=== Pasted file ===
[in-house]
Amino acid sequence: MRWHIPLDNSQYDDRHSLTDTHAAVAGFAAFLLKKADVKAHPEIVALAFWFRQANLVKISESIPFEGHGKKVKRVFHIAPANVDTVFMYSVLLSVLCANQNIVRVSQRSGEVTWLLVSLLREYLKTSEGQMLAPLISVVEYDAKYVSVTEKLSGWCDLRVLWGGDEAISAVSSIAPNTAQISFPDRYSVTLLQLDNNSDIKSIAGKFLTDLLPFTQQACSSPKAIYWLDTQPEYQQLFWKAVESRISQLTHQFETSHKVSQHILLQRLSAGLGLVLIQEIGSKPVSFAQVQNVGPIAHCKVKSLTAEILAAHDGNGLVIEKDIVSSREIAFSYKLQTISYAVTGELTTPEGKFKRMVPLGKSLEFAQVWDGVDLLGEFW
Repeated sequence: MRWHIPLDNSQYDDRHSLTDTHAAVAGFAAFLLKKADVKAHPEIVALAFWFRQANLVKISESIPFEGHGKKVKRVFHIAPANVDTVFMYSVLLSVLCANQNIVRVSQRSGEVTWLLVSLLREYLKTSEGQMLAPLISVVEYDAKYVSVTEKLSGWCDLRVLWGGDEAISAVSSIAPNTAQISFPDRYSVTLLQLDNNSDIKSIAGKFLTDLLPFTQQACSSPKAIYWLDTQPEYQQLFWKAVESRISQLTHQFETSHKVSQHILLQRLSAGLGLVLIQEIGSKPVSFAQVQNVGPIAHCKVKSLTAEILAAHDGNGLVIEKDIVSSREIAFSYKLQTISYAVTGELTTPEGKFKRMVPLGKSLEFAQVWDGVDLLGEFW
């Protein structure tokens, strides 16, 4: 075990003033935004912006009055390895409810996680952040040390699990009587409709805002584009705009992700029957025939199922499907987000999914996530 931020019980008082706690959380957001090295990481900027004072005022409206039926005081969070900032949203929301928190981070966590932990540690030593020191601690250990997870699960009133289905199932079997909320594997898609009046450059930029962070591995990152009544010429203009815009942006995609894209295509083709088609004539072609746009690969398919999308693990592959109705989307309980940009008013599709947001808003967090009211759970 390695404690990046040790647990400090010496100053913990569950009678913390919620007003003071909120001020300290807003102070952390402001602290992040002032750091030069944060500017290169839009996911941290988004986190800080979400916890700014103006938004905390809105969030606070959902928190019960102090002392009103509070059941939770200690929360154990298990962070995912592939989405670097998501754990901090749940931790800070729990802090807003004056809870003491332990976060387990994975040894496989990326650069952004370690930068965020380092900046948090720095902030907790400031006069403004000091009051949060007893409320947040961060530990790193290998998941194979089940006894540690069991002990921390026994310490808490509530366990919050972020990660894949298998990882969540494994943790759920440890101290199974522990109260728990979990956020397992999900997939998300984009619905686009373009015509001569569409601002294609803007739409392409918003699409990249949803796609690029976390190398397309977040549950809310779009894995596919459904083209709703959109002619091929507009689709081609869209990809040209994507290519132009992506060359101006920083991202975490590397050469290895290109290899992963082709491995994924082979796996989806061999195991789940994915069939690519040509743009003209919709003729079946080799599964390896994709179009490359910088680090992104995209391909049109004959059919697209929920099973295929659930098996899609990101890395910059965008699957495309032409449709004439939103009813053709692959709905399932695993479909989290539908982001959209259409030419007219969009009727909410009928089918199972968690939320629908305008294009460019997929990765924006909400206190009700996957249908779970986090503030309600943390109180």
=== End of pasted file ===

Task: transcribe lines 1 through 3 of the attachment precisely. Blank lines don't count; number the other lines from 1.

[in-house]
Amino acid sequence: MRWHIPLDNSQYDDRHSLTDTHAAVAGFAAFLLKKADVKAHPEIVALAFWFRQANLVKISESIPFEGHGKKVKRVFHIAPANVDTVFMYSVLLSVLCANQNIVRVSQRSGEVTWLLVSLLREYLKTSEGQMLAPLISVVEYDAKYVSVTEKLSGWCDLRVLWGGDEAISAVSSIAPNTAQISFPDRYSVTLLQLDNNSDIKSIAGKFLTDLLPFTQQACSSPKAIYWLDTQPEYQQLFWKAVESRISQLTHQFETSHKVSQHILLQRLSAGLGLVLIQEIGSKPVSFAQVQNVGPIAHCKVKSLTAEILAAHDGNGLVIEKDIVSSREIAFSYKLQTISYAVTGELTTPEGKFKRMVPLGKSLEFAQVWDGVDLLGEFW
Repeated sequence: MRWHIPLDNSQYDDRHSLTDTHAAVAGFAAFLLKKADVKAHPEIVALAFWFRQANLVKISESIPFEGHGKKVKRVFHIAPANVDTVFMYSVLLSVLCANQNIVRVSQRSGEVTWLLVSLLREYLKTSEGQMLAPLISVVEYDAKYVSVTEKLSGWCDLRVLWGGDEAISAVSSIAPNTAQISFPDRYSVTLLQLDNNSDIKSIAGKFLTDLLPFTQQACSSPKAIYWLDTQPEYQQLFWKAVESRISQLTHQFETSHKVSQHILLQRLSAGLGLVLIQEIGSKPVSFAQVQNVGPIAHCKVKSLTAEILAAHDGNGLVIEKDIVSSREIAFSYKLQTISYAVTGELTTPEGKFKRMVPLGKSLEFAQVWDGVDLLGEFW